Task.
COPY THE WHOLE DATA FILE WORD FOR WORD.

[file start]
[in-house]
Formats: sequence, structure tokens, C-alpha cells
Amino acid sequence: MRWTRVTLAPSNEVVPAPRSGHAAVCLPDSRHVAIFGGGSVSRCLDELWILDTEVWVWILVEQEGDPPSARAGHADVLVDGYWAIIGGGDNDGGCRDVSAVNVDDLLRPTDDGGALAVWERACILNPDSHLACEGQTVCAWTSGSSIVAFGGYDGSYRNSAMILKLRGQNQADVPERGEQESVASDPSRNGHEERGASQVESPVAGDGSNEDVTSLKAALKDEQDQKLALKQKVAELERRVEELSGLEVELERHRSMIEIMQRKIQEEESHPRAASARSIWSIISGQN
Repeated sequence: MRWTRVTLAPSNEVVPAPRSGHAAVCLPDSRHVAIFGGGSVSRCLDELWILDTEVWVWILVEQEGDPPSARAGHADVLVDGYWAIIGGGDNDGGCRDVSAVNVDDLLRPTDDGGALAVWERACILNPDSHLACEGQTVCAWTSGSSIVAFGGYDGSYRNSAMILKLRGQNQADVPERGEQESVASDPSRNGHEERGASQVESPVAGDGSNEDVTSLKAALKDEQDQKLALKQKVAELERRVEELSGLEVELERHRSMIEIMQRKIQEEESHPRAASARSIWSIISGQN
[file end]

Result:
[in-house]
Formats: sequence, structure tokens, C-alpha cells
Amino acid sequence: MRWTRVTLAPSNEVVPAPRSGHAAVCLPDSRHVAIFGGGSVSRCLDELWILDTEVWVWILVEQEGDPPSARAGHADVLVDGYWAIIGGGDNDGGCRDVSAVNVDDLLRPTDDGGALAVWERACILNPDSHLACEGQTVCAWTSGSSIVAFGGYDGSYRNSAMILKLRGQNQADVPERGEQESVASDPSRNGHEERGASQVESPVAGDGSNEDVTSLKAALKDEQDQKLALKQKVAELERRVEELSGLEVELERHRSMIEIMQRKIQEEESHPRAASARSIWSIISGQN
Repeated sequence: MRWTRVTLAPSNEVVPAPRSGHAAVCLPDSRHVAIFGGGSVSRCLDELWILDTEVWVWILVEQEGDPPSARAGHADVLVDGYWAIIGGGDNDGGCRDVSAVNVDDLLRPTDDGGALAVWERACILNPDSHLACEGQTVCAWTSGSSIVAFGGYDGSYRNSAMILKLRGQNQADVPERGEQESVASDPSRNGHEERGASQVESPVAGDGSNEDVTSLKAALKDEQDQKLALKQKVAELERRVEELSGLEVELERHRSMIEIMQRKIQEEESHPRAASARSIWSIISGQN